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Piranha 3DD (2012)
Movie Reviews

Piranha 3DD (2012)

Its status as pure, unadulterated exploitation is underlined by the title, which is not 3-D-D but 3-Double-D; watching it, I honestly didn’t know whether to admire its shamelessness or curse the day it was conceived.

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“Let’s take off all our clothes and go swimming.” If this were any other dead teenager movie, that quote would probably be a facetious attempt on my part to demonstrate overused and unconvincing plot conventions. But in the case of Piranha 3DD, that’s an actual line of dialogue. Perhaps it’s a good thing that it’s not only aware of horror movie clichés but actually wants to rub them in our faces until we pass out from the smell. We know that this is a bad movie, and the filmmakers know that we know and beat us at our own game. Having said that, there does come a point at which self-awareness devolves into a very unflattering form of monomania. And if you’re not careful, it will eventually mutate into sickening self indulgence. If you need proof, here’s another line, one that’s sure to kick start your imaginations: “He cut off his penis because something came out of my vagina!”

The film is, of course, a sequel to 2010’s Piranha 3D, a remake of Joe Dante’s 1978 film. That movie merely went over the top. Piranha 3DD goes over, around, and through, like an alcoholic on a self-destructive bender towards blessed oblivion. Watching it, I honestly didn’t know whether to admire its shamelessness or curse the day it was conceived of. Mindless trash is one thing. But when you include a scene in which sex is interrupted because a piranha hatches in the woman’s body, swims out her vagina, and clamps its jaws onto the man’s genitals, spraying the bed and the walls with blood, well, that might be taking things one step too far. Its status as pure, unadulterated exploitation is underlined by the title, which is not 3-D-D but 3-Double-D. If you don’t get the reference, then quite frankly, you don’t deserve to have it explained to you.

It has been a year since the events of the first film, during which a species of prehistoric piranha thought to be extinct broke free from an underwater cave, swam en masse to the shores of Lake Victoria, and savagely dined on the horny teenagers celebrating Spring Break. The once thriving community was thrown into economic ruin and became a ghost town. The voiceover narration of a news reporter wonders if such a thing could ever happen again. And so it comes to pass that, at a lake somewhere in the middle of Arizona, two rednecks played by Gary Busy and Clu Gulager meet their untimely ends when their prize heifer, which floats lifelessly in the water, farts out a series of piranha eggs that immediately hatch. Cut to a television ad for a nearby water park, which will open in two days with promises of hot young women and a lot of double entendres consisting of the word “wet.”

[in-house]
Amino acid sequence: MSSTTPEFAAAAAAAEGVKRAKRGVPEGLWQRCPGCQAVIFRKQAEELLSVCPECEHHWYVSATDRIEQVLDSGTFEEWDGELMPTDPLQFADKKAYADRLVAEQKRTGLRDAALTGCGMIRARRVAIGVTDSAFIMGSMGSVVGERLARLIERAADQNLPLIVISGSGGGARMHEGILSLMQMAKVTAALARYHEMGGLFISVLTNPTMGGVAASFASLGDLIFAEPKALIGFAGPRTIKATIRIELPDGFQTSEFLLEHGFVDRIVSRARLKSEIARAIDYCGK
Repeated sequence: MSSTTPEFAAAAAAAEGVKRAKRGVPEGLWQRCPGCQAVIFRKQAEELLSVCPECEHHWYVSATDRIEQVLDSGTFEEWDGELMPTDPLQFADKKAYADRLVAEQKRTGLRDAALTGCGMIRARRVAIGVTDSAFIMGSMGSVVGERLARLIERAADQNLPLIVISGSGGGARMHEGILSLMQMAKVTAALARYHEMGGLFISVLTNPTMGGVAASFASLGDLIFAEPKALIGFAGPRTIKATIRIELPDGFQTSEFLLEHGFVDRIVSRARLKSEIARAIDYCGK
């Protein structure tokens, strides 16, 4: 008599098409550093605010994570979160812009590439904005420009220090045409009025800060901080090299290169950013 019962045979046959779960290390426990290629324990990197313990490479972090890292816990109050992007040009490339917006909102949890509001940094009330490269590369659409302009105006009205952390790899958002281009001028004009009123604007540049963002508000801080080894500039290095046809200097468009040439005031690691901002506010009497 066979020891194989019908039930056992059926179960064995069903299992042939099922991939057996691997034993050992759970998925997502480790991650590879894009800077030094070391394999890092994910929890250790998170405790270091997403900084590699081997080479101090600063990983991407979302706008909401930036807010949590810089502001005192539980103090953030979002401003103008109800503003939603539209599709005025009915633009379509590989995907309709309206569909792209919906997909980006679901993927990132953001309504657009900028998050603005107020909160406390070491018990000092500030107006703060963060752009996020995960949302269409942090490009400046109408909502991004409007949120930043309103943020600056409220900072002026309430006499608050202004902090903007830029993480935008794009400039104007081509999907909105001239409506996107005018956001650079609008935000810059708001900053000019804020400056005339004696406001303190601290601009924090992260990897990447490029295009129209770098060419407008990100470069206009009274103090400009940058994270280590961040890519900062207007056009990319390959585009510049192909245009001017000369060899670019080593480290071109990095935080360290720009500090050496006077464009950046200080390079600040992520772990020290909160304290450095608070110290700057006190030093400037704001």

The park is 51% owned by an unscrupulous and perverted showman named Chet (David Koechner). The remaining 49% is owned by his stepdaughter, Maddy (Danielle Panabaker), who has just returned home after studying marine biology in college. Needless to say, they don’t see eye to eye on Chet’s decision to replace genuine lifeguards with big-breasted strippers and corner off a section of the park for nude swimming. She reunites with her junior high pal, the mousy but decent Barry (Matt Bush), and her ex-boyfriend, a corrupt and arrogant deputy cop named Kyle (Chris Zylka). As they compete for Maddy’s affections, we cut to several scenes where one-dimensional teenage typecasts get devoured by the newly spawned piranha. Two of them are in a van about to have sex – although they must pray first, as they are about to commit a sin. One of them releases the parking break, allowing the van to roll into the lake. You can take it from there.

These recent deaths catch Maddy’s attention, leading her, Barry, and Kyle to seek out the eccentric piranha expert Mr. Goodman (Christopher Lloyd). He informs them, as only he can, that this particular species of piranha probably traveled from Lake Victoria via several underground lakes, that they can bite their way through corrugated steel, and that they could conceivably travel through pipes, as chlorinated water is somehow or another similar to the water they originated from. With horror, Maddy realizes that the water park drains directly into the neighboring lake. She tries to warn Chet, who opens the park anyway. It isn’t long before a school of piranhas do in fact swim up a pipe to the water park, bite their way through a pool grate, and do what they do best – including decapitating a boy no older than ten.

Did I forget to mention that this movie is in 3D? Director John Gulager (Clu’s son) takes no half measures in ensuring that the audience is aware of it; in the course of this film, we will see a bloody stump of an arm, spikes of coral, a trident, and jiggling slow-motion breasts assaulting our field of vision, along with several snapping piranhas. Did I also forget to mention the special guest appearances by Ving Rhames and David Hasselhoff? The former plays the same character he played in the previous film, minus his legs. He is, however, fitted with prosthetics, one doubling as a shotgun. The latter plays a parody of himself, begging the question of whether he accepted this job for fun or out of desperation. Piranha 3DD is what it is, but unlike its predecessor, that isn’t a sign that it succeeded. Having said that, you might have fun during the end credits, at which point we’re shown nearly ten minutes worth of outtakes.

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The Weinstein Co.


About the Author: Chris Pandolfi